Write God’s Word on the Tablet of Your Heart!
One of the verses I often inscribe in personalized Bibles is Joshua 1:8: “Do not let this Book of the Law depart from your mouth; meditate on it day and night, so that you may be careful to do everything written in it.” Joshua, the Jesus of the Old Testament, goes on to say, “Then you will be prosperous and successful” (NIV).
Post-Gutenberg, we are primarily people of the written page. Not so the ancients. In a predominantly oral society, people practiced the principles of memory. Indeed, learning was virtually synonymous with memorization. That, of course, does not imply that the ancients did not employ written records; instead, this is just to put emphasis on the right syllable. In other words, manuscript repositories augmented mental recall and not vice versa. If there’s one thing preserved in the text of Scripture, it is the injunction to record God’s Words upon the tablet of your heart.
Think with me for just a moment to the early stages of Scripture, in what might well be among the most memorable of all biblical texts: Moses exhorts the people of God to impress the words of the Almighty upon the tablet of their consciousness. Impress them on your children. Talk about them when you sit at home, and when you walk along the road. When you lie down, when you get up, tie them as symbols on your hands, bind them on your foreheads, write them on the doorframes of your houses and upon your gates.
Above all, Moses warns, “Do not forget” (cf. Deut. 6:5-12, NIV). Moses was not alone, for Solomon, who prayed for a wise and discerning heart, implored his hearers to bind the Word of God around their fingers or around their necks, and to write it on the tablet of their heart (cf. Prov. 7:1-3). Even more poignantly, the Word made Flesh entreated his hearers, “Let these words sink into your ears” (Luke 9:44, NASB).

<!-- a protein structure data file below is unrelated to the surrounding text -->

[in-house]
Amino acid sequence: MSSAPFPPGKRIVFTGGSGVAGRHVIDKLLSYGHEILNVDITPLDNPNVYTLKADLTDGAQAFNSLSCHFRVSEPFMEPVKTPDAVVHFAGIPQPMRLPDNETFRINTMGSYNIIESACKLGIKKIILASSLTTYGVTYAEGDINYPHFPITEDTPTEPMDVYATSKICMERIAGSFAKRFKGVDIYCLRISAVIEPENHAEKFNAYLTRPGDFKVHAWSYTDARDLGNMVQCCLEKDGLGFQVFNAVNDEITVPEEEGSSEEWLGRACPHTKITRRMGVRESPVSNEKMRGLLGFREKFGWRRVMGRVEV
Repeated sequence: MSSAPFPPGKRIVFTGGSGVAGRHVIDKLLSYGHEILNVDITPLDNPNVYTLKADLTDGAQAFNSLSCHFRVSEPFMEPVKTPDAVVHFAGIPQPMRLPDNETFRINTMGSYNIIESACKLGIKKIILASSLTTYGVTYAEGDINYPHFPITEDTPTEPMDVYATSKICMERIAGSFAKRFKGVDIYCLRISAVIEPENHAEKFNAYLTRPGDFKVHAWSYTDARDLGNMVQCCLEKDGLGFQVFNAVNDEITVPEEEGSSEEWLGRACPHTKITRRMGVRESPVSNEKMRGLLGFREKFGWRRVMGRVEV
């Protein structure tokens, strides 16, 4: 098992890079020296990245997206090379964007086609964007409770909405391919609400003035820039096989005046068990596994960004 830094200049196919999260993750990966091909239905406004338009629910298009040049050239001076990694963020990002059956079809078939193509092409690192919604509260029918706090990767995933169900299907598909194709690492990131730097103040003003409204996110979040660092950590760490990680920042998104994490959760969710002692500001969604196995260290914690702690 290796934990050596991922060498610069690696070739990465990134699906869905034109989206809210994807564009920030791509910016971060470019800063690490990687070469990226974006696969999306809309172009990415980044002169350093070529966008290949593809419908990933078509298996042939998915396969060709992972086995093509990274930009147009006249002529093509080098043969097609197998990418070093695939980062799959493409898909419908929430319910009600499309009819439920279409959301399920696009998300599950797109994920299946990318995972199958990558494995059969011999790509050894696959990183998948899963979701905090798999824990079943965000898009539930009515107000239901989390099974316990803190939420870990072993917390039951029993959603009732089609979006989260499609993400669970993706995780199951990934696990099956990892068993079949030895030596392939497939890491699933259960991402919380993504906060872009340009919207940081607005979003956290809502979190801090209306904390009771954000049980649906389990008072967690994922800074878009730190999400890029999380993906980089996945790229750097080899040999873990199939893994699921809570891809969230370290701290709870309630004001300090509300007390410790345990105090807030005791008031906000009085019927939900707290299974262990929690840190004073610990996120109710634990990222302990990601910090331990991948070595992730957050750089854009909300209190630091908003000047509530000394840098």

It’s not enough to record the sayings of understanding on a common tablet. We should inscribe the words of wisdom upon the tablet of our consciousness. Not only were saints in an oral culture required to discipline and dedicate themselves to recall the sayings of understanding, but the sages, the teachers, were predisposed to presenting their sayings in an inherently memorable fashion. Even Jesus, the heir to the linguistic riches of the Old Testament and a greater teacher than all of them, was the master of mnemonics. He employed repetition and rhyme and rhythm. He employed vivid imagery, visual and emotional stimuli, vibrant associations.
God in human flesh communicated the bread of life to those who are hungry and thirsty in an inherently memorable fashion. It’s one of the principles that I have attempted to employ as president of the Christian Research Institute.
I want you to be able to remember to write the wisdom of the Word upon the tablet of your consciousness, and I’m going to keep nagging this entire year because every week new people jump on board. They’re getting into the Word of God and getting the Word of God into them, and they’re beginning an adventure that I describe as authentic New Testament Christianity. They’re no longer playing the game, “going-to-church-like-a-prop” and then “leaving-church-because-I’ve-done-my-duty,” and somehow or other avoiding the One who spoke and the universe leaped into existence, the One who has given us, as God in human flesh, His words of wisdom. Authentic New Testament Christianity means that you are hiding God’s Word in your heart. It’s your lifeline.
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